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dc.contributor.authorGothing, Grant Edwarden_US

The Nemesis tracked vehicle platform is a differentially driven Humanitarian Demining tractor developed by Applied Research Associates, Inc. The vehicle is capable of teleoperational control and is outfitted with a sensor suite used for detecting and neutralizing landmines. Because the detection process requires the vehicle to travel at speeds less than 0.5 km/h, teleoperation is a tedious process. The added autonomous capabilities of waypoint navigation and obstacle avoidance could greatly reduce operator fatigue.

ARA chose to leverage Virginia Tech's experience in developing an autonomous mobility capability for the Nemesis platform. The resulting algorithms utilize the waypoint navigation techniques of Virginia Tech's JAUS (Joint Architecture for Unmanned Systems) toolkit, and a modified version of the Dynamic Expanding Zones (DEZ) algorithm developed for the 2005 DARPA Grand Challenge. The modified approach discretizes the perception zones of the DEZ algorithm and provides the added capability of obstacle memory, resulting in the Discretized Dynamic Expanding Zones with Memory (DDEZm) algorithm. These additions are necessary for efficient autonomous control of the differentially driven Nemesis vehicle.

The DDEZm algorithm was coded in LabVIEW and used to autonomously navigate the Nemesis vehicle through a waypoint course while avoiding obstacles. The Joint Architecture for Unmanned Systems (JAUS) was used as the communication standard to facilitate the interoperability between the software developed at Virginia Tech and the existing Nemesis software developed by ARA. In addition to development and deployment, the algorithm has been fully documented for embedded coding by a software engineer. With embedded implementation on the vehicle, this algorithm will help to increase the efficiency of the landmine detection process, ultimately saving lives.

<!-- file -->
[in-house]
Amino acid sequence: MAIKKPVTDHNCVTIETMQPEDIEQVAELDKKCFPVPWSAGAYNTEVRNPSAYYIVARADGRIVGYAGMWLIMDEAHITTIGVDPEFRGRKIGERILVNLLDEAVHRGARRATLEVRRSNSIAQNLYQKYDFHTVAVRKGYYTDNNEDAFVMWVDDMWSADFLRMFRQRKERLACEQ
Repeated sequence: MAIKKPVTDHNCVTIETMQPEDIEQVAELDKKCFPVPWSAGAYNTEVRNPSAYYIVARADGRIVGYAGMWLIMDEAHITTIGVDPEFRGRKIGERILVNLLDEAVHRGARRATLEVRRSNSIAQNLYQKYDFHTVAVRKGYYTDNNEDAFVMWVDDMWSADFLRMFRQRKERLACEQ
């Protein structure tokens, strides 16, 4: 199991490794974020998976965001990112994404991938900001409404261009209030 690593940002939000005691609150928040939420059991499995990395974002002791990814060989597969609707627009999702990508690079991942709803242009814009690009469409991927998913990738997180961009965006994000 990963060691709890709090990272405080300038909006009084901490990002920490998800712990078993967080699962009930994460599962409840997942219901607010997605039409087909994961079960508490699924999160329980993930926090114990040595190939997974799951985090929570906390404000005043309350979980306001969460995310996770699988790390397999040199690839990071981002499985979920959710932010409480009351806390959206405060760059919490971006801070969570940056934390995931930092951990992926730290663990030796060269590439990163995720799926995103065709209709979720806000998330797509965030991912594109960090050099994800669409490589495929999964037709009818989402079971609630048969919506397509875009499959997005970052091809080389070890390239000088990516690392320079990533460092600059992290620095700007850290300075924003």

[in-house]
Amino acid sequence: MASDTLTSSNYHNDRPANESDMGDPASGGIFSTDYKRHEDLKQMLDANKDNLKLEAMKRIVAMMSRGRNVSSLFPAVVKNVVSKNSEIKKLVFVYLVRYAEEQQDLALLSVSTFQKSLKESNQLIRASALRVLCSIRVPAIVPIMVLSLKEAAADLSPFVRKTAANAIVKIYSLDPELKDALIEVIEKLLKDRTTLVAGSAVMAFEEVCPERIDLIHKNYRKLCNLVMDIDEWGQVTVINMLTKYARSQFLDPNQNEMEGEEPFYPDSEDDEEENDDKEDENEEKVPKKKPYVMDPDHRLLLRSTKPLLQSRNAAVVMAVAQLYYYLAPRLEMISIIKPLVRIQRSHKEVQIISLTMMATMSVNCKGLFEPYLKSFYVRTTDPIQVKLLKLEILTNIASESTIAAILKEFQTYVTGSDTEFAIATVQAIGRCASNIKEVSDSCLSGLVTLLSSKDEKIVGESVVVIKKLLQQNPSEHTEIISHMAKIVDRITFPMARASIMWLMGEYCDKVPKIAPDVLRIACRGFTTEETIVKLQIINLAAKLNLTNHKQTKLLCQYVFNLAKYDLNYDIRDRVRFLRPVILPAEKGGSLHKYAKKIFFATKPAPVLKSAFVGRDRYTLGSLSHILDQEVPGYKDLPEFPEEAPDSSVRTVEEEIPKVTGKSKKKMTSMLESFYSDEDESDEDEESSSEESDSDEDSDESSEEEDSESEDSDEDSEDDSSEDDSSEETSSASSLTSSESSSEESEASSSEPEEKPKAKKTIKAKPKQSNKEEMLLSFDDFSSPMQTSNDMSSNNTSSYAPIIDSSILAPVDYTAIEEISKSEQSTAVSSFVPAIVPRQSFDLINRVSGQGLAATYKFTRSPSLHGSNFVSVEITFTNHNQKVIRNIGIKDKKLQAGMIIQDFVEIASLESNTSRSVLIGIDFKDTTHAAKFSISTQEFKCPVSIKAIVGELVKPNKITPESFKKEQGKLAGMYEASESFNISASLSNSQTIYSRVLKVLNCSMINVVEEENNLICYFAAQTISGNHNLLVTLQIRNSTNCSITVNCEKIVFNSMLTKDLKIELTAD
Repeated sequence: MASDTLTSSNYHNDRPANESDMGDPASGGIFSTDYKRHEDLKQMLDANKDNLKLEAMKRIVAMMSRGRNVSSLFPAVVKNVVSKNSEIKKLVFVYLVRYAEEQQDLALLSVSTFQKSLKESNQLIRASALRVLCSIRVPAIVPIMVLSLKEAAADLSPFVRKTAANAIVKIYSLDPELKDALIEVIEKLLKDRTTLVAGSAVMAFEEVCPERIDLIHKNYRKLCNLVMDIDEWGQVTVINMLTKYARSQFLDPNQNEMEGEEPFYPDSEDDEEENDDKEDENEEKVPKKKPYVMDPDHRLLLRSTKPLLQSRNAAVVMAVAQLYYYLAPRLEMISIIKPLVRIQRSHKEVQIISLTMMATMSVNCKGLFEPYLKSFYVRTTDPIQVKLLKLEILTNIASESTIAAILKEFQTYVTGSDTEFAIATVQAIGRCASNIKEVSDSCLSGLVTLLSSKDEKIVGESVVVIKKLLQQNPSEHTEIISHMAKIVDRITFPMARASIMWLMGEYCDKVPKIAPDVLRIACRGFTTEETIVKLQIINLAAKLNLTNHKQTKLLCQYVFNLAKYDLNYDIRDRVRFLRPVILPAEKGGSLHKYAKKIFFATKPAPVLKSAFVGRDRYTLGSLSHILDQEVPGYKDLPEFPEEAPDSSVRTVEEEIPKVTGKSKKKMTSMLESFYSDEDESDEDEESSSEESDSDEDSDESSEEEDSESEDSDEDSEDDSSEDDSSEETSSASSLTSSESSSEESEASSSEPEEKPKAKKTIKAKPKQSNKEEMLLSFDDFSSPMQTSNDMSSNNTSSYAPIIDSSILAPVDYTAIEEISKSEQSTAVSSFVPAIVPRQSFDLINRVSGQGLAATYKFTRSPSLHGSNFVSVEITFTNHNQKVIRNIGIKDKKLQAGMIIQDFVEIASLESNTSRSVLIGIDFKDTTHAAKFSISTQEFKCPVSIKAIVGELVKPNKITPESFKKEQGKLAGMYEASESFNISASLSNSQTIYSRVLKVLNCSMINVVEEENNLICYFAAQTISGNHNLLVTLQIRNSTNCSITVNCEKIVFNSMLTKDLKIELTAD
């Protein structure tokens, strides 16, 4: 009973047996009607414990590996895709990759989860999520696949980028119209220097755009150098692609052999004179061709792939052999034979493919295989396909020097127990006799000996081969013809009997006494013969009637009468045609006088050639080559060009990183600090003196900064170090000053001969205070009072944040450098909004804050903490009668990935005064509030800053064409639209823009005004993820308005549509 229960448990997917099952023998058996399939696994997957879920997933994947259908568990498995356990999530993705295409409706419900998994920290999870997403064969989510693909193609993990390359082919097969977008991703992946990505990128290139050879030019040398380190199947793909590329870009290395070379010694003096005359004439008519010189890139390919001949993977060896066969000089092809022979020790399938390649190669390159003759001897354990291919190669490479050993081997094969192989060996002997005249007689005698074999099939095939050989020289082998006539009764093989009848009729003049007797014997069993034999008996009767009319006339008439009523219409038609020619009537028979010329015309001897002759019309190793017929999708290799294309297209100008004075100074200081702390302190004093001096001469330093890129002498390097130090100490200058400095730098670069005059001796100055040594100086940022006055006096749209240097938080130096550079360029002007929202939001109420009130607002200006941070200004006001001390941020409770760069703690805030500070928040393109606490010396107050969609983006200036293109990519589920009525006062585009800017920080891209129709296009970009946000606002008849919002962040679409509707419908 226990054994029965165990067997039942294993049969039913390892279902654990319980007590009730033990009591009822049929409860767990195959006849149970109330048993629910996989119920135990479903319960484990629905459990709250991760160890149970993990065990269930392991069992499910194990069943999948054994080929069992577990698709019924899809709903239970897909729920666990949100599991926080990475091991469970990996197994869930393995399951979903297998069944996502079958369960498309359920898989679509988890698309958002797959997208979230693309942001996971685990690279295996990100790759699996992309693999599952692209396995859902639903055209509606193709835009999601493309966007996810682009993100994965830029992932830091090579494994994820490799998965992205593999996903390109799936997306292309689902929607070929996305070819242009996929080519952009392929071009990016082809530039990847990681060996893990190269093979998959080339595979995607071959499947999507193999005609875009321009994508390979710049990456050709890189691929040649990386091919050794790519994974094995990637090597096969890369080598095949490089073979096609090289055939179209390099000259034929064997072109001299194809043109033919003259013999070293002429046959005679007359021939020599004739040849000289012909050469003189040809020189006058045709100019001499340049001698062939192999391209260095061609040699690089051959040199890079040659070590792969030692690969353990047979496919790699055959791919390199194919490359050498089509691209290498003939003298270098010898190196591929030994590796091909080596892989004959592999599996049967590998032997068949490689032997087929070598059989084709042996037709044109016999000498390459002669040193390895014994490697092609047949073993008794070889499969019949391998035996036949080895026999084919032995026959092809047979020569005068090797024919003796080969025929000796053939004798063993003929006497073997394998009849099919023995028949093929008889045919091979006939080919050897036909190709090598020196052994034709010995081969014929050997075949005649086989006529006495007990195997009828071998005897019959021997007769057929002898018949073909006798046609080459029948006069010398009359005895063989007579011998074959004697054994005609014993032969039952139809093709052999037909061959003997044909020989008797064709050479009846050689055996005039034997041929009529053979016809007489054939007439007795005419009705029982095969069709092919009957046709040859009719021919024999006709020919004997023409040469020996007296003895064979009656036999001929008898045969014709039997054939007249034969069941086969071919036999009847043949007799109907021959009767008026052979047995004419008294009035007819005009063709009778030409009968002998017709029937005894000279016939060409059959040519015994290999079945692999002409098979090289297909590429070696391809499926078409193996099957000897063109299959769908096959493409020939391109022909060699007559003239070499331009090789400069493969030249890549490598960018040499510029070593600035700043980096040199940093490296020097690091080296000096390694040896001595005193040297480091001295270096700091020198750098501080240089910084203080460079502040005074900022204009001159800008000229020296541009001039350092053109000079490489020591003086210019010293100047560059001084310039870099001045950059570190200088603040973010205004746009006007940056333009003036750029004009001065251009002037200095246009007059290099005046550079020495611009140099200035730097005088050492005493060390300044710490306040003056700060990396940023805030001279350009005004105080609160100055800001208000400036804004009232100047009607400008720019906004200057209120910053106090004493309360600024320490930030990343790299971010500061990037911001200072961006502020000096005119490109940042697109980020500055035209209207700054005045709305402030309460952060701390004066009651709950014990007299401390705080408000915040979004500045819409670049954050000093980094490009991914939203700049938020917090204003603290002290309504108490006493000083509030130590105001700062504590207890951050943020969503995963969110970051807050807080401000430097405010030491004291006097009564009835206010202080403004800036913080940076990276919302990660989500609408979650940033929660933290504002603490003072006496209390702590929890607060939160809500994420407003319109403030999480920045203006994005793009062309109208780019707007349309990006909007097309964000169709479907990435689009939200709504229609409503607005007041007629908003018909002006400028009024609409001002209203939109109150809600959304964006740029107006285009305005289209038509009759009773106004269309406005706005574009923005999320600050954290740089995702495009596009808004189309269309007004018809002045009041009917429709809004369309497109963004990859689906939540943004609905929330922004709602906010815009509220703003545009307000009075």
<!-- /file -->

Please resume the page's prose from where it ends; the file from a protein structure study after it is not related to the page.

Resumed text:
dc.publisherVirginia Techen_US
dc.rightsI hereby certify that, if appropriate, I have obtained and attached hereto a written permission statement from the owner(s) of each third party copyrighted matter to be included in my thesis, dissertation, or project report, allowing distribution as specified below. I certify that the version I submitted is the same as that approved by my advisory committee. I hereby grant to Virginia Tech or its agents the non-exclusive license to archive and make accessible, under the conditions specified below, my thesis, dissertation, or project report in whole or in part in all forms of media, now or hereafter known. I retain all other ownership rights to the copyright of the thesis, dissertation or project report. I also retain the right to use in future works (such as articles or books) all or part of this thesis, dissertation, or project report.en_US
dc.subjectObstacle Memoryen_US
dc.subjectDynamic Expanding Zonesen_US
dc.subjectAutonomous Vehiclesen_US
dc.titleDevelopment of the "Discretized Dynamic Expanding Zones with Memory" Autonomous Mobility Algorithm for the Nemesis Tracked Vehicle Platformen_US
dc.contributor.departmentMechanical Engineeringen_US
dc.description.degreeMaster of Scienceen_US of Scienceen_US Polytechnic Institute and State Universityen_US Engineeringen_US
dc.contributor.committeechairReinholtz, Charles F.en_US
dc.contributor.committeememberHong, Dennis W.en_US
dc.contributor.committeecochairWicks, Alfred L.en_US

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